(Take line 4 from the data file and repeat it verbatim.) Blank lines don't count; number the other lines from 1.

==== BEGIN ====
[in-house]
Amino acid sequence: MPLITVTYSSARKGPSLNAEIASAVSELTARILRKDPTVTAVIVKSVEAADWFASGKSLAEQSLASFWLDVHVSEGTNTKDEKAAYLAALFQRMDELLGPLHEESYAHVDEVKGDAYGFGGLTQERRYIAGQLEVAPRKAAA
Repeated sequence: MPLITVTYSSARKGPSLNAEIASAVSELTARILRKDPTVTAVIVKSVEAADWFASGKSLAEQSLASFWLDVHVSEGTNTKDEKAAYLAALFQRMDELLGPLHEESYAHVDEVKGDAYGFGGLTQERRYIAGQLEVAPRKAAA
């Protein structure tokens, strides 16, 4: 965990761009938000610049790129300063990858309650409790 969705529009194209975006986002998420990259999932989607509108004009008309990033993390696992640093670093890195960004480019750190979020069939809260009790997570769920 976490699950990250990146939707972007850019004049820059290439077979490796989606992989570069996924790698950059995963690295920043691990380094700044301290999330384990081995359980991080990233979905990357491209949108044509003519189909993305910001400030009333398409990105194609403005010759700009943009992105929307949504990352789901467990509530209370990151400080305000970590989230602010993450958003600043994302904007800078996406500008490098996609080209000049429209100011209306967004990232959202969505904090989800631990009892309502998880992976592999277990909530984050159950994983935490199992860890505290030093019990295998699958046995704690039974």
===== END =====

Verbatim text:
């Protein structure tokens, strides 16, 4: 965990761009938000610049790129300063990858309650409790 969705529009194209975006986002998420990259999932989607509108004009008309990033993390696992640093670093890195960004480019750190979020069939809260009790997570769920 976490699950990250990146939707972007850019004049820059290439077979490796989606992989570069996924790698950059995963690295920043691990380094700044301290999330384990081995359980991080990233979905990357491209949108044509003519189909993305910001400030009333398409990105194609403005010759700009943009992105929307949504990352789901467990509530209370990151400080305000970590989230602010993450958003600043994302904007800078996406500008490098996609080209000049429209100011209306967004990232959202969505904090989800631990009892309502998880992976592999277990909530984050159950994983935490199992860890505290030093019990295998699958046995704690039974």